The DGS maintains its own network of seismometers to detect local earthquake activity. Following an earthquake swarm in 1972, the DGS established its first seismometer station in Newark. The network now consists of five seismic stations spread across the state: three stations in the Newark-Wilmington area, one at the DEMA office in southern New Castle County, and one at the Sussex County Emergency Operations Center.
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Sussex County Emergency Operation Center (SCOM) Seismic Station. The seismometer, located on the property of the Sussex County Emergency Operation Center, is positioned on the Beaverdam Formation. The Beaverdam Formation is a very coarse sand with beds of fine to medium sand. It is interpreted to be a Pliocene fluvial to estuarine deposit.
Delaware Emergency Management Agency (DEMA) Seismic Station. The seismometer, located at the Delaware Emergency Management Agency, is located on the Columbia Formation. The Columbia Formation is a fine to coarse, feldspathic quartz sand with varying amounts of gravel. It is primarily a body of glacial outwash sediment deposited in a cold climate during the middle Pleistocene.
White Clay Creek State Park (NED) Seismic Station. The seismometer, located in White Clay Creek State Park, is positioned on the Wissahickon Formation. The Wissahickon Formation is an extensive sequence of pelitic and psammitic gneisses interlayered with amphibolites. With few exceptions, most of the amphibolite layers are less than 30 feet thick. The rocks have been metamorphosed to upper amphibolite facies and isoclinally folded. The formation is located within the Wilmington North, Kennett Square, West Grove, Newark West, and Newark East U. S. Geological Survey 7.5-minute quadrangles.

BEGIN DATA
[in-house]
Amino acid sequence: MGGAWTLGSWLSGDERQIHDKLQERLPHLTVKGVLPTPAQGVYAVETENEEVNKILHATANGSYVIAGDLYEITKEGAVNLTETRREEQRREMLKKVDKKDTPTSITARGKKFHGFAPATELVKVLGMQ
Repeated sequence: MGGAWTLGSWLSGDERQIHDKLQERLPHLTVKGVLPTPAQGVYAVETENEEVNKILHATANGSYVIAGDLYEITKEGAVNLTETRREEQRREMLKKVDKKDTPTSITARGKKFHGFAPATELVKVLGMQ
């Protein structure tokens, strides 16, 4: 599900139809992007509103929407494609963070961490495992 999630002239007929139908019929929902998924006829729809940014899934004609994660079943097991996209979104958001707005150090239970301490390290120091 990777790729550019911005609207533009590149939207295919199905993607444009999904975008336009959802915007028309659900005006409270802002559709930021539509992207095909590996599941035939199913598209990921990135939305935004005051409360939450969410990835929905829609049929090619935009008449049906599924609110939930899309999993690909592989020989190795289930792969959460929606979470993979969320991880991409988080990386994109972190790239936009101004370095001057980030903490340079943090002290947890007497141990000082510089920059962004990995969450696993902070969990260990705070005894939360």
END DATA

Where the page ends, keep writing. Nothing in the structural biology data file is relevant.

Brandywine Creek State Park (BWD) Seismic Station. The seismometer located at Brandywine Creek State Park is positioned on the Wissahickon Formation. The Wissahickon Formation is an extensive sequence of pelitic and psammitic gneisses interlayered with amphibolites. With few exceptions, most of the amphibolite layers are less than 30 feet thick. The rocks have been metamorphosed to upper amphibolite facies and isoclinally folded. The formation is located within the Wilmington North, Kennett Square, West Grove, Newark West, and Newark East quadrangles.
Bellevue State Park (BVD) seismic network station. The seismometer located at Bellevue State Park is placed on the Brandywine Blue Gneiss. The Brandywine Blue Gneiss is the new name given to the granulite-facies felsic gneisses in the Wilmington Complex. Informally called the “blue rocks,” this unit is a medium- to coarse-grained, lineated (pinstriped), two-pyroxene gneiss with variable quartz content and thin, discontinuous mafic layers, pods, and schlieren. The pinstriping and the massive nature of the rock suggest the rock is intrusive; however, deformation and recrystallization have obscured original igneous features.
Natural hazards are those events in the physical environment that present risks to human life or property. The DGS identifies and investigates natural hazards to help understand the earth systems that present the hazards and determine strategies to prepare for or mitigate the risks. We are active in advising emergency management agencies on natural hazards, and are included in the Delaware Emergency Operations Plan as an agency having a vital role in dealing with floods, northeaster/extratropical storms, droughts, earthquakes, sinkholes, and dam failures.